Yawn. House GOP passses CR guaranteed to shut down the government
House Republicans passed a continuing resolution on Saturday that funds government operations through December while delaying Obamacare's individual mandate by a year and repealing the medical device tax.
The Senate is expected to take up the CR on Monday afternoon - far too late to avoid a shutdown even if the Dems had a magical change of heart and voted for it. Since that is not going to happen, and since House Republicans are standing firm - so far - in their efforts to prevent Obamacare from being implemented, we appear to have reached an impasse in efforts to fund the government.
Harry Reid says no deal on delaying Obamacare. Ditto says the president. The irresistable force has met the immovable object, making it impossible to say what the endgame will be.
House Republicans forced through a short-term government funding bill that delays Obamacare and permanently repeals a tax on medical devices, setting up their most dramatic face-off ever with President Barack Obama and Senate Democrats.
The vote to delay Obamacare was 231-192, with two Republicans voting against the bill, while two Democrats supported it. The Republicans opposed to the bill were New York Reps. Chris Gibson and Richard Hanna, and the Democrats who supported the measure were North Carolina Rep. Mike McInytre and Utah Rep. Jim Matheson.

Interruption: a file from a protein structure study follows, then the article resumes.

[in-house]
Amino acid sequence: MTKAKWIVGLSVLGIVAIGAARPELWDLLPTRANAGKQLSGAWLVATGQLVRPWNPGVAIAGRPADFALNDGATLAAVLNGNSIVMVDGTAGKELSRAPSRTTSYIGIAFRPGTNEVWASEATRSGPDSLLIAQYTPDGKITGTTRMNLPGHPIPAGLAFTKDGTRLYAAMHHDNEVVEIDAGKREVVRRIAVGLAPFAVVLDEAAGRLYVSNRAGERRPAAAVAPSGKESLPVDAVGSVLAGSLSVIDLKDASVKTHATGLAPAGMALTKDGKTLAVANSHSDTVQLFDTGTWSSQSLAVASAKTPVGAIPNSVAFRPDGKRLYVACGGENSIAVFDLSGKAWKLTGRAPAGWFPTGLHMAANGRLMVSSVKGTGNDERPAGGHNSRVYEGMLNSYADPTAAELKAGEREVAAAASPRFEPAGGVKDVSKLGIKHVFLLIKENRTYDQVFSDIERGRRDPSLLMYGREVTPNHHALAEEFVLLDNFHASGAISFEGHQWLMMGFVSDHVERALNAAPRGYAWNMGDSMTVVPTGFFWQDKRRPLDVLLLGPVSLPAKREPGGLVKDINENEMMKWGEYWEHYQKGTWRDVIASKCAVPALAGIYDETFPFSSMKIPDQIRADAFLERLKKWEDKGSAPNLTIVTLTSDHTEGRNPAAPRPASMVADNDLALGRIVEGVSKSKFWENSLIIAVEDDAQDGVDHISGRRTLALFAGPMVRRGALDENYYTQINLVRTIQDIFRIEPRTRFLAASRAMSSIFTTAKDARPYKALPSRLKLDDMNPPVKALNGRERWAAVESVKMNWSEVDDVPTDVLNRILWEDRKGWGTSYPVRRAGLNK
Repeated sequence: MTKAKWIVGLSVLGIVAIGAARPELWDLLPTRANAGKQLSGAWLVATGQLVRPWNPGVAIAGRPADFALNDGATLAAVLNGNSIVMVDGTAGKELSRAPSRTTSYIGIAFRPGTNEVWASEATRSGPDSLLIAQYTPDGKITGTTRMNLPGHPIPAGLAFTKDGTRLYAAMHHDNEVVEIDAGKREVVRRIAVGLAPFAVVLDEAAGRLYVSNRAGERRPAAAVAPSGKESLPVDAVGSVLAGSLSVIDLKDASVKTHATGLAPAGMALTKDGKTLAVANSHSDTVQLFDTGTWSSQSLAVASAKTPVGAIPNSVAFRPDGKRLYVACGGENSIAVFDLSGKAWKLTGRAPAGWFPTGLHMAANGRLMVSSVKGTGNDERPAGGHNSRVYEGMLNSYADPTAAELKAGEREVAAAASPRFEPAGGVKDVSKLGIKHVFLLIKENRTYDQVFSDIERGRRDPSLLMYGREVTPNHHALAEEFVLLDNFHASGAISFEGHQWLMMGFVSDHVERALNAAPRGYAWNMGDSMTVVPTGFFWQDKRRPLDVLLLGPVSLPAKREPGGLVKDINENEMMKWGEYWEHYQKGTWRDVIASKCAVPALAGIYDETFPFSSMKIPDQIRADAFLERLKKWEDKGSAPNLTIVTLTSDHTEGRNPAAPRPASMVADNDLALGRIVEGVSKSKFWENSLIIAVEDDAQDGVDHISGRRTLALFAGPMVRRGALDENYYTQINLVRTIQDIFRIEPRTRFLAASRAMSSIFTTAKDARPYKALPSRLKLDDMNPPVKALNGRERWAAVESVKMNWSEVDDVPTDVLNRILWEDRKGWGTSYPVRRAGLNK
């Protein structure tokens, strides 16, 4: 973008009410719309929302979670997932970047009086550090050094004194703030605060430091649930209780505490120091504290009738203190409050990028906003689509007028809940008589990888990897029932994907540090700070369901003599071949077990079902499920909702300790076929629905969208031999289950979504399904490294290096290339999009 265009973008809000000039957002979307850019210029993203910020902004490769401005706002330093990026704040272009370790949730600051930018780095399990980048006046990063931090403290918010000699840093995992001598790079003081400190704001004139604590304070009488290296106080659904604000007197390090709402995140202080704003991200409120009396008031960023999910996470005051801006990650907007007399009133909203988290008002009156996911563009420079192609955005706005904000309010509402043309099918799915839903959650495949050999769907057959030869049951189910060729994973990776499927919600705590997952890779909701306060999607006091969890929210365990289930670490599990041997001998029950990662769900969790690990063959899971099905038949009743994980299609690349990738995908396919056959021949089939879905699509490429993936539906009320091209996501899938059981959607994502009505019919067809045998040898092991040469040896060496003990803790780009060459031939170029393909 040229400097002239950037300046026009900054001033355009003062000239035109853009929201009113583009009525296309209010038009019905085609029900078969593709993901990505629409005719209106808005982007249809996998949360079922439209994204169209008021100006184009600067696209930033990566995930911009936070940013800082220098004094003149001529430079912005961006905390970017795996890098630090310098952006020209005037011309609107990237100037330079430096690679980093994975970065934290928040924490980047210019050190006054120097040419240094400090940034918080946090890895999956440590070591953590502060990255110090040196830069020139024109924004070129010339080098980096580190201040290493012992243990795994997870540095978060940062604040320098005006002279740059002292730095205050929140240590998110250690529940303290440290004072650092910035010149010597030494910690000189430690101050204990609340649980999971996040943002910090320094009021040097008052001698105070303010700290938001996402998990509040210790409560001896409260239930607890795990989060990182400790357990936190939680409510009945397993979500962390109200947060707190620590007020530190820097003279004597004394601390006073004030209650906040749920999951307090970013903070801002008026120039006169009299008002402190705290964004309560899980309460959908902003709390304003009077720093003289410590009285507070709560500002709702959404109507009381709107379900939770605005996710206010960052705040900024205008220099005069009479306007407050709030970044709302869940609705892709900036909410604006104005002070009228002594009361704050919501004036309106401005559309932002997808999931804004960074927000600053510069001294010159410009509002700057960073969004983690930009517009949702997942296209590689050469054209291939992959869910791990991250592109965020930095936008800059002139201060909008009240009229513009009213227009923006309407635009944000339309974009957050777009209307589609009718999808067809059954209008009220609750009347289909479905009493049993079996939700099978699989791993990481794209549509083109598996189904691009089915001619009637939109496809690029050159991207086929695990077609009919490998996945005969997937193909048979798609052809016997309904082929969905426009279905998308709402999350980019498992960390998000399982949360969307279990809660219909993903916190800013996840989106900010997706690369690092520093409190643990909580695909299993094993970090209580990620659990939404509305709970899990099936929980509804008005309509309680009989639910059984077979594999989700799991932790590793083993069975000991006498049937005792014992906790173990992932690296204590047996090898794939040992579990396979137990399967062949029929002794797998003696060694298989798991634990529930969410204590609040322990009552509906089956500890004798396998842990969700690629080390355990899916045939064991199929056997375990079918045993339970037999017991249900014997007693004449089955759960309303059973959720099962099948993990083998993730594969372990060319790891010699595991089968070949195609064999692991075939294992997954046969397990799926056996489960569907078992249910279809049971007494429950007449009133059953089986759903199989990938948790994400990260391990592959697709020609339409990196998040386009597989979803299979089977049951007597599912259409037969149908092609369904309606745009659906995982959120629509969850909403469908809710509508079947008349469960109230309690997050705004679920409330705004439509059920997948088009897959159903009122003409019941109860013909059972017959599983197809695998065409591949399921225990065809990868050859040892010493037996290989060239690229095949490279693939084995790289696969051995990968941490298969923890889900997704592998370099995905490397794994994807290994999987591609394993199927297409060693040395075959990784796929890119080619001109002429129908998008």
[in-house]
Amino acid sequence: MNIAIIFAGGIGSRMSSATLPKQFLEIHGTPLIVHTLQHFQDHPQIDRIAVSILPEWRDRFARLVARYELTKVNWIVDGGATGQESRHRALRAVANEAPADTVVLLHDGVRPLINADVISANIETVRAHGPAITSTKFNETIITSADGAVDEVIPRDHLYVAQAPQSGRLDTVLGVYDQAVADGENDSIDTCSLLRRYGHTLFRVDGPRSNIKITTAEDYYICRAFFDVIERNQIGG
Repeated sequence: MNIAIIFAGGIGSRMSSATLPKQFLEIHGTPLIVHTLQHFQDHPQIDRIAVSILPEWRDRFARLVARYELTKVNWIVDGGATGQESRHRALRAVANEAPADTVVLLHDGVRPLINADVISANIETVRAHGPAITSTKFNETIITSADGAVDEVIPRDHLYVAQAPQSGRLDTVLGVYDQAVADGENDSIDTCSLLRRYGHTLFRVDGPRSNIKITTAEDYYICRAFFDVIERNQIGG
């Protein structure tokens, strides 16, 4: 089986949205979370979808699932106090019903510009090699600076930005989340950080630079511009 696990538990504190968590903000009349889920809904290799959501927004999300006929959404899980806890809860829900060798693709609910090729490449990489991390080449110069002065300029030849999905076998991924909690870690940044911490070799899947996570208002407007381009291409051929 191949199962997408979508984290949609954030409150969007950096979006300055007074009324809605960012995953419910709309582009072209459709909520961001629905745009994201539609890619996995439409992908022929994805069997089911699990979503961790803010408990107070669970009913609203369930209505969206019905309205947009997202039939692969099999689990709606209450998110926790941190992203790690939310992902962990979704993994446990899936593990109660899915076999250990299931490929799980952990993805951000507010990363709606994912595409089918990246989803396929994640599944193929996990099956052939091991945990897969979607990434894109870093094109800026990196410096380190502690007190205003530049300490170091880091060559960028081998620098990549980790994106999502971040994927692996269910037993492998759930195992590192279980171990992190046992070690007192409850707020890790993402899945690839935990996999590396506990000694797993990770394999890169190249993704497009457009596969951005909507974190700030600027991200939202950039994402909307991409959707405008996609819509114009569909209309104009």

he move represents a complete about-face by Speaker John Boehner (R-Ohio) and the House Republican leadership. They wanted to shift the focus of health care and budgetary squabbles onto the debt ceiling fight, but conservative Republicans honed in on the government funding battle.
This strategy - forced upon Boehner, Majority Leader Eric Cantor (R-Va.) and Majority Whip Kevin McCarthy (R-Calif.) by the conservative rank-and-file - dramatically increased the chances of a government shutdown come Oct. 1.
Boehner didn't speak on the House floor during the debate before the amendments passed.
"The House has again passed a plan that reflects the American people's desire to keep the government running and stop the president's health care law," Boehner said in a post-vote statement. Repealing the medical device tax will save jobs and delaying the president's health care law for all Americans is only fair given the exemptions the White House has granted to big businesses and insurance companies."
He added: "Now that the House has again acted, it's up to the Senate to pass this bill without delay to stop a government shutdown."
The House also passed a separate funding measure for the Pentagon so that the troops can be paid. And they passed a "conscience clause" that would delay implementation of the birth control mandate until 2015.
President Obama swears that the state insurance exchanges will open on October 1 "no matter what." Really? What if the report due tomorrow by the tech wizards at HHS who have been evaluating the security of those websites is a big, fat, negative? This puts the president in the position of saying, "C'mon America! Sign up for your insurance even though the chances that some hacker is going to steal your personal information is a virtual certainty!"
That will play well with the public.
This is a fight that, at the end, there is going to be a clear winner, and a clear loser. Someone is going to fold. The shutdown won't be too bad as long as it doesn't last more than a few days. But you can bet the White House will use its discretionary power to put the hurt on the Amercan people to get them screaming for relief. It didn't work when they tried similar tactics with the sequester. But a shutdown is different. Eventually, there will be hundreds of thousands of federal workers being furloughed and a lack of monies for subsidies and other popular programs with voters.
Exit question: Who will blink?